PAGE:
0

I want to draw in LaTex a Petersen Graph using Kneser graph K(2,5) notation. And i'll do the same with the hypercube. Like this exemple: How can i do it please ? enter image description here

  • Welcome to TeX.SX. Questions about how to draw specific graphics that just post an image of the desired result are really not reasonable questions to ask on the site. Please post a minimal compilable document showing that you've tried to produce the image and then people will be happy to help you with any specific problems you may have. See minimal working example (MWE) for what needs to go into such a document. – Stefan Pinnow May 20 '18 at 12:05
0

The labeling of this graph is based on the Kneser notation example in Wikipedia.

\documentclass[tikz,border=3.14pt]{standalone}
\usetikzlibrary{positioning}
\usetikzlibrary{shapes.geometric}
\begin{document}

\tikzset{c/.style={draw,circle,fill=black,minimum size=4pt,inner sep=0pt,
anchor=center},
d/.style={draw,circle,fill=white,minimum size=4pt,inner sep=0pt, anchor=center}}
% from https://tex.stackexchange.com/a/294254/121799
\def\colorlist{{"cyan", "red", "orange", "yellow", "green", "gray", "blue", "violet"}}

\begin{tikzpicture}[font=\tiny]
\pgfmathtruncatemacro{\Ncorners}{5}
\node[regular polygon,regular polygon sides=\Ncorners,minimum size=3cm] 
(poly\Ncorners) {};
\node[draw,regular polygon,regular polygon sides=\Ncorners,minimum size=5cm] 
(outerpoly\Ncorners) {};
\foreach\x in {1,...,\Ncorners}{
    \pgfmathtruncatemacro{\myprevx}{ifthenelse(\x==1,5,mod(\Ncorners+\x-1,\Ncorners))}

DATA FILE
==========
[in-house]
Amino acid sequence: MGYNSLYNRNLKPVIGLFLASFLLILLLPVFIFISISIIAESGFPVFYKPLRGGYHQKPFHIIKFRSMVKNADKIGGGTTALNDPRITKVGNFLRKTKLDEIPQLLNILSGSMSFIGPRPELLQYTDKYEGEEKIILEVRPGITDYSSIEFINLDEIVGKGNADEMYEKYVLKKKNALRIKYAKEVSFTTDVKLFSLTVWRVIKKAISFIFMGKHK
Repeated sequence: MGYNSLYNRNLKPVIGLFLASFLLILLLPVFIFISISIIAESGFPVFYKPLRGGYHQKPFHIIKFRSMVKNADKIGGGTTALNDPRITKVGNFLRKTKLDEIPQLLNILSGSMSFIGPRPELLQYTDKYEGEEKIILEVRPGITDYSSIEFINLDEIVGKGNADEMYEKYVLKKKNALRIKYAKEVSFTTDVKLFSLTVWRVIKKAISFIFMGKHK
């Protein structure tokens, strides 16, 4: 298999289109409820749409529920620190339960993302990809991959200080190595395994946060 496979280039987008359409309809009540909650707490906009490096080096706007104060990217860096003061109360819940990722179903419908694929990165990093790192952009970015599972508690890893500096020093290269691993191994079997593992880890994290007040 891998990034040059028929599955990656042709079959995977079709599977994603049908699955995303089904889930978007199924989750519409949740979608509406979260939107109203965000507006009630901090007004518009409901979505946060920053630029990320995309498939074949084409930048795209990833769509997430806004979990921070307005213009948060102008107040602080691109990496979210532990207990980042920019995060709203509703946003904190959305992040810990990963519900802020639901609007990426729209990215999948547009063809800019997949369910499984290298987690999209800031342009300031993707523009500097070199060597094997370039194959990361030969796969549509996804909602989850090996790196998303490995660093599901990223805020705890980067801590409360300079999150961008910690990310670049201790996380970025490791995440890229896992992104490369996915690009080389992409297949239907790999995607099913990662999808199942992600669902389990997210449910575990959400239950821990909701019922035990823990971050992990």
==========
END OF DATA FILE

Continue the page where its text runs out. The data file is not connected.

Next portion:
\pgfmathtruncatemacro{\mynextx}{mod(\Ncorners+\x,\Ncorners)+1}
    \pgfmathsetmacro\myfill{\colorlist[\myprevx]}
    \node[d,label={{18+\x*72}:{$\{\myprevx,\mynextx\}$}},color=\myfill] (outerpoly\Ncorners-\x) at (outerpoly\Ncorners.corner \x){};
    \pgfmathtruncatemacro{\myprevx}{ifthenelse(\x==2,5,mod(\Ncorners+\x-2,\Ncorners))}
    \pgfmathtruncatemacro{\mynextx}{mod(\Ncorners+\x+1,\Ncorners)+1}
    \ifcase\x
    \pgfmathtruncatemacro{\ang}{0}  
    \or
    \pgfmathtruncatemacro{\ang}{0}
    \or 
    \pgfmathtruncatemacro{\ang}{90}     
    \or 
    \pgfmathtruncatemacro{\ang}{120}        
    \or 
    \pgfmathtruncatemacro{\ang}{60}     
    \or 
    \pgfmathtruncatemacro{\ang}{90}     
    \fi
    \pgfmathsetmacro\myfill{\colorlist[\myprevx]}
    \node[d,label={{\ang}:{$\{\myprevx,\mynextx\}$}},color=\myfill] (poly\Ncorners-\x) at (poly\Ncorners.corner \x){};
    \draw (poly\Ncorners-\x) -- (outerpoly\Ncorners-\x);
}
\foreach\X in {1,...,\Ncorners}{
\foreach\Y in {1,...,\Ncorners}{
\pgfmathtruncatemacro{\Z}{abs(mod(abs(\Ncorners+\X-\Y),\Ncorners)-2)}
\ifnum\Z=0
\draw (poly\Ncorners-\X) -- (poly\Ncorners-\Y);
\fi
}
}
\end{tikzpicture}
\end{document}

enter image description here

UPDATE: Colors.

  • Thank u, can i ask you for the coloring ? For exemple; red for {5,2},{3,2},{2,1},{2,4}, blue for {1,3}, {4,3}, {4,1}, and green for {5,4}, {1,5}, {3,5}. You're code is a little bit complicated for me, so i don't find how to do it. I used to do simple \node for vertex and \draw for bridges so... – Massyl Kaci May 20 '18 at 16:53
  • This code uses simple nodes for the vertices and draw for the bridges, but in a foreach loop and using the predefined corners of regular polygons. What do you want to have colored, vertices, texts, or both? And is there a mathematical pattern for the coloring, which can be implemented in the loop? – marmot May 20 '18 at 16:59
  • I work on the chromatic number, so i want to have the vertices minimal coloring, there are many alghorithms that gives this coloration. In its simplest form, it is a way of coloring the vertices of a graph such that no two adjacent vertices share the same color. – Massyl Kaci May 20 '18 at 17:59
  • @MassylKaci Meaning that I can take the color according to the index of one of its neighbors? – marmot May 20 '18 at 18:04
  • But it's not the optimum, we only need 3 colors for the Petersen's graph, as i said color 1 for {5,2},{3,2},{2,1},{2,4}, color 2 for{1,3}, {4,3}, {4,1} color 3 for {5,4}, {1,5}, {3,5} – Massyl Kaci May 20 '18 at 19:39

Your Answer

By clicking “Post Your Answer”, you agree to our terms of service, privacy policy and cookie policy

Not the answer you're looking for? Browse other questions tagged or ask your own question.